2005 to present
These pictures offer a comparison of taco stands and taquerias in Mexico City, taco trucks in Los Angeles and throughout the United States plus their South American cousins; the choripan stand, that sells a sausage sandwich found everywhere in Argentina and the carrito, a stamped metal, trapezoidal confabulation offering hamburgers, hot dogs, more choripan and featuring the national Uruguayan nosh, the chivito.
These pictures describe important differences between these providers of Latin American quick food that go well beyond their visual particulars and divergent menus. Argentine choripan places, Mexican taquerias, L.A.taco trucks and Uruguayan carritos cater to all comers, regardless of class, race or economic status. There are taco trucks in the hippest confines of Silver Lake and along Museum Row in Los Angeles. Taquerias and stands are everywhere in the D.F. and open until the wee hours. I counted at least ten carritos within a mile and a half on the fashionable Avenida de 18 de Julio in the center of Montevideo. La Costanera on the long riverfront ramblas of Buenos Aires has more than a hundred carts and stands that grill pungent chorizo soon to be slathered with piquant chimichuri.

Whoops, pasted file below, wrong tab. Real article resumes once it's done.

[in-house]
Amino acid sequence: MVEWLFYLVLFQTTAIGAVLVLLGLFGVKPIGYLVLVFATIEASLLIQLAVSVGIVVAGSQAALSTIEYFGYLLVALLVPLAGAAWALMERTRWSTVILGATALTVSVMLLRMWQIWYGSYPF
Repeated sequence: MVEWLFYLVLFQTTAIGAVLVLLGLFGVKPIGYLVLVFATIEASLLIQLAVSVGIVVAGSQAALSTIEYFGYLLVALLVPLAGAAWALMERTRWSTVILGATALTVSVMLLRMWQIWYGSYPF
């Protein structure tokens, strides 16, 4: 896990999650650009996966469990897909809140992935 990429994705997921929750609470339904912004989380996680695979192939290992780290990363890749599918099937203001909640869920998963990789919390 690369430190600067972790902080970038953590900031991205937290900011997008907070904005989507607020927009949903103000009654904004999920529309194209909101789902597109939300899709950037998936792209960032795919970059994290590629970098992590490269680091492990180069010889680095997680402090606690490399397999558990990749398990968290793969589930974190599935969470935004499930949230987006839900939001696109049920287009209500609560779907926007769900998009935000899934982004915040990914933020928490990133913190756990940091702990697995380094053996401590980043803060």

The men and women who staff and own the California trucks have to deal with a strictly enforced mobility from an Anglo-controlled officialdom. To be successful their locations must be consistent; their arrival at the appointed spot timed to the minute. But they are also the gastronomic undead,rushing back to their parking lot crypts at the end of each evening to safely store the vehicles of their economic dreams.
In Mexico, Uruguay and Argentina the carritos, corner shops and stands are every bit as ubiquitous as the trucks in LA and elsewhere but they are far more firmly embedded in the topography with flat tires, structures then sunk into concrete or perched atop some sort of base in the middle of a business block. The D.F. has few carts, and fewer trucks; generally the taco establishments are permanent.
Their California cousins set up generators or pay for power drawn from an adjacent business while the energy needs of the carritos and stands are sustained by a subversive network of power cords, lines and wires run up lampposts and strung across streets.